• Now, let us look at Title III. It allows the President to provide grants and loans to develop, maintain, and expand domestic production capacity for resources needed for national defense.

Again, the Pentagon has been the most frequent user of these authorities, using them to provide money—typically in amounts less than $50 million—to companies to help shore up a recognized deficiency in the defense industrial base.  In the last year or two, the Defense Department has used Title III authority to help assure access to rare earths, explosives, and lithium seawater batteries.

In a typical year, the Pentagon asks for about $30 million for the Title III DPA Fund.  In 2020 it sought $34 million.

In terms of recent activity using Title III authorities, the newly-enacted CARES Act appropriates an unprecedented $1 billion to the DPA.  It is anticipated that most of that funding will go to medical manufacturing, including for vaccines and therapeutics. The CARES act also eliminates certain limits on DPA funding and reporting requirements.

The President also delegated his Title III authorities to his HHS and DHS secretaries. (DHS is involved because it controls FEMA, the Federal Emergency Management Agency.) Now, both departments can make direct investments in U.S. corporations to increase their capacity to manufacture medical supplies and equipment.

  • The final section of the DPA, Title VII, contains a grab bag of authorities. The one most pertinent today is probably the authority for the government to enter voluntary arrangements with private companies.  Arrangements which, in normal circumstances, might look like sole-source contract awards, are thus permissible using Title VII.

For example, companies have approached the White House offering to make goods such as N95 respirators. Normally such transactions must be openly competed and competitively awarded. Title VII authorities provide for exceptions.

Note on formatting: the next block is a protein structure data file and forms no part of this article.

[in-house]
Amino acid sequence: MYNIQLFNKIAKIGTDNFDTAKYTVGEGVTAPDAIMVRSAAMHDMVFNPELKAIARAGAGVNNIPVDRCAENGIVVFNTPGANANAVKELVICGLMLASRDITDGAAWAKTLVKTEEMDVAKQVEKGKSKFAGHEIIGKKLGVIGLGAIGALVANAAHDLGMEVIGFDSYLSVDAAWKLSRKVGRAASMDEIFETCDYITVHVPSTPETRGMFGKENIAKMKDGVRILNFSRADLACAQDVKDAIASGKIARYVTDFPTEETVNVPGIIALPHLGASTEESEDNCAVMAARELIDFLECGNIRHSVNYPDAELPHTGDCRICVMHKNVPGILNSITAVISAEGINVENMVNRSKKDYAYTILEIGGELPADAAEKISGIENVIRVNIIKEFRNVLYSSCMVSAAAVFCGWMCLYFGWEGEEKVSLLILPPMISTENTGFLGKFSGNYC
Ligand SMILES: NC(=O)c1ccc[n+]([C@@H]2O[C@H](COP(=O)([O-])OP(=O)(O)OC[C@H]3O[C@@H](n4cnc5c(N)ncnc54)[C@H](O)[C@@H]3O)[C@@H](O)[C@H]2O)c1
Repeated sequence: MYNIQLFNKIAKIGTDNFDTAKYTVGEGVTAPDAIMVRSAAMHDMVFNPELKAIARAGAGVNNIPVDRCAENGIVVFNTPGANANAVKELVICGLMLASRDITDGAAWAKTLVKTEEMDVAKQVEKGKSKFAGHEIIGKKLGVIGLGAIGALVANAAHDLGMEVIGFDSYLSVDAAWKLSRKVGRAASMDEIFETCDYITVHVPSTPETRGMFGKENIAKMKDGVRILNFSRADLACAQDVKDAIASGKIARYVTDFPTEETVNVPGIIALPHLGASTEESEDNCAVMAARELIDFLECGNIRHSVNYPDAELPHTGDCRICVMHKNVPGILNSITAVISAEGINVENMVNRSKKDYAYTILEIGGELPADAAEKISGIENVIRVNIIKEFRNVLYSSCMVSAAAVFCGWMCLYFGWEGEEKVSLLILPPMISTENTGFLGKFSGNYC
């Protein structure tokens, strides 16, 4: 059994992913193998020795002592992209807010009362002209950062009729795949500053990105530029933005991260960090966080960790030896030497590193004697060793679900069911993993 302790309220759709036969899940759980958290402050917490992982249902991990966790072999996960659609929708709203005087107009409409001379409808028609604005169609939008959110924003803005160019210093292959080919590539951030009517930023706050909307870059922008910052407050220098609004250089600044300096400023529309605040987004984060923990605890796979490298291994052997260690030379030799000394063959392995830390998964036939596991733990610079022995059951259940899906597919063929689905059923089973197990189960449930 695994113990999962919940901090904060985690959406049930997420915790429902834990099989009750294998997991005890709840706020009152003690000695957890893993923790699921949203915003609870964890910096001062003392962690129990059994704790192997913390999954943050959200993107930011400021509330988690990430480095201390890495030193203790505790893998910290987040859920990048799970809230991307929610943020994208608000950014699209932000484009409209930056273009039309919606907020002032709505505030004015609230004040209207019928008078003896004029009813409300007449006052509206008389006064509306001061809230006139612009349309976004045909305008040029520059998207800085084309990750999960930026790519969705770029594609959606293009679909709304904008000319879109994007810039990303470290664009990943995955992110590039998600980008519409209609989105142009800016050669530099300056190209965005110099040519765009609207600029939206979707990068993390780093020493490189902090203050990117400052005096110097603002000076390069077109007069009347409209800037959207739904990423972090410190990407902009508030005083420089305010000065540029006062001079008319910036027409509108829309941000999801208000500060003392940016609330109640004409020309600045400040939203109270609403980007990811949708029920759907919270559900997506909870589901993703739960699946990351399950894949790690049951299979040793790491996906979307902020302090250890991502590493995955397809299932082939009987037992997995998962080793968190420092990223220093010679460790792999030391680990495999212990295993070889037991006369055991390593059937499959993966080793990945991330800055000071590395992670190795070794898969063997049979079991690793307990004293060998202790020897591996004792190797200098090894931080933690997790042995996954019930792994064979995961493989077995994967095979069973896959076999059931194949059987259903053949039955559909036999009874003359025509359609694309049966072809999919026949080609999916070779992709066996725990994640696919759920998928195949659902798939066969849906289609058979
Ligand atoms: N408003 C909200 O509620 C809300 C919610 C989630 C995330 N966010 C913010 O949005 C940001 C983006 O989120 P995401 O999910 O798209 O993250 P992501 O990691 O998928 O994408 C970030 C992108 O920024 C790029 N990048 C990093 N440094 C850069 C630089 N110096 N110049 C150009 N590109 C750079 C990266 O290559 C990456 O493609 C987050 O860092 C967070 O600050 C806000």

So, that is the DPA in a nutshell: Title I—priorities and allocation authorities; Title III—direct investments, and Title VII—voluntary agreements.

It’s likely that every one of the thousands of contracts being issued by the Defense Department and FEMA to fight the COVID-19 emergency have a DPA Title I rating.. And now that the federal government has developed a better understanding of the situation, General Motors has been directed to produce ventilators, 3M to make respirators, and ventilator parts suppliers to make more. Additional use of DPA authorities is likely in the coming weeks.

Over the last two weeks, we have seen may private like Ford and Toyota volunteer to partner with medical companies to make ventilators; Honeywell, 3M, Hanes, and others to make millions of N95 masks; and Anheuser Busch, Baccardi, and scores of boutique distillers to make hand sanitizer.

The DPA is a powerful tool to be employed to protect the nation.


COVID-19 Impact & USERRA

Share this Article:
Share Article on Facebook Share Article on Linked In Share Article on Twitter


SHARING FROM THE U.S. Department of Labor / Published April 21, 2020

During these challenging times, our nation’s Guardsmen and Reservists are answering the call to duty to protect the health and well-being of all Americans. We owe a duty to them to ensure full compliance with the employment and reemployment rights of the Uniformed Services Employment and Reemployment Rights Act of 1994 (USERRA)